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Eternal Darkness of a Tainted Mind
I hate turning off the lights when I go to bed. The darkness makes reality thin like
the sheets I hold on to as my mind starts to wander freely in the absence of everything. I
try to stop it. I’m scared about what it will make up this time. But it is relentless in its
fantastic conceptions of those things that keep me up at night. And so once again, I close
my eyes and let it run.
Inside my mind, memories are an indelible mural and I’m the sloppy artist.
Stepping back and admiring my creation with nostalgia, all my errors jump out at me.
Lines that should be straight make for endless loops and jagged edges. The colors
sometimes drip as if the walls wept with regret. Unable to fix these, I weep with them.
Thousands of immense, concrete walls appear. Looking closer at them, I realize
that they’re made of millions of tiny Mistakes that make the walls buzz. Their collective
hums grow more and more deafening until my ears start to bleed. All these earsplitting
Mistakes are piled one on top of the other so the walls end thousands of miles above me.
Looking up at them, I see a shimmering light coming from over their tops, and somehow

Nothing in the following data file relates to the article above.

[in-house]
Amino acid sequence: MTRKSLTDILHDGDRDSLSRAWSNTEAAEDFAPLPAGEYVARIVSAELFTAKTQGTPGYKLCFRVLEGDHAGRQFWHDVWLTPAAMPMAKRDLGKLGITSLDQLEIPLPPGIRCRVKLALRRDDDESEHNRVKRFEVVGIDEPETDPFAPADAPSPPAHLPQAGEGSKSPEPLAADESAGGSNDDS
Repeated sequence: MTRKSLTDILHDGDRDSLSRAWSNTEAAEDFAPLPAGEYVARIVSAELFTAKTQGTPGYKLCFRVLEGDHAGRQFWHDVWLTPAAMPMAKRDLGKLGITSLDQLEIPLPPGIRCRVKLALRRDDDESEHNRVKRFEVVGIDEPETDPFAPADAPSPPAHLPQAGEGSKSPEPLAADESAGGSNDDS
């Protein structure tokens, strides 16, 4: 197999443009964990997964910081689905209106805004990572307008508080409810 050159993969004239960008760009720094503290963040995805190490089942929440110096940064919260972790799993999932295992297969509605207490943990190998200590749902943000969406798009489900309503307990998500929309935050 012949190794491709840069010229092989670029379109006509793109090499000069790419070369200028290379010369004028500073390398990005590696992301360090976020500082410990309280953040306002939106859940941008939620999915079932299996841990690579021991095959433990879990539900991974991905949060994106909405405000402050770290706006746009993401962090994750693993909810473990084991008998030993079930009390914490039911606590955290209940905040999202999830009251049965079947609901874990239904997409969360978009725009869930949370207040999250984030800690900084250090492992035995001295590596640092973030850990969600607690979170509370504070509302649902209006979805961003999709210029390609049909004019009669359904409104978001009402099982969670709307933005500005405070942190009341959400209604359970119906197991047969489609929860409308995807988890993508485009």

I know that everything I ever wanted is just behind them. Unable to get past them I cry.
Why did I let myself build such high walls? And then a little drink appears in my hand.
It’s labeled Regret, and it’s bitter as it passes down my throat. It’s a treacherous liquid.
I’ve had it many times before. It makes you hear shouts of failure in past, present, and
future tense. And then it makes you smaller and smaller so the walls seem taller and
taller. The shimmering light disappears. Where to now?
There’s a screen. I go up to it and watch. It’s playing something I know, or at least
I think I know it. Like when you remember something but you’re not sure if it was a
dream or it actually happened. The images flash before me but I can’t make sense of
them. It makes me angry. I want to understand what’s happening but my eyes can’t catch
up with the distorted pictures. My throat starts aching and I shout. The shrill shrieks do
nothing to the images in the screen, but I scream even louder. I want to turn it off. For the
love of God someone turn it off. I never noticed how anger could feel so much like fear.
The screen turns off and makes the world black again. Like ether, I am aimlessly.
There’s nothing: no mural, no wall, no screen. One of my hands is free; the other still
grips the thin sheets. I try to will it to open, but I’m scared. Because I know that when I
let it go, I will be no longer.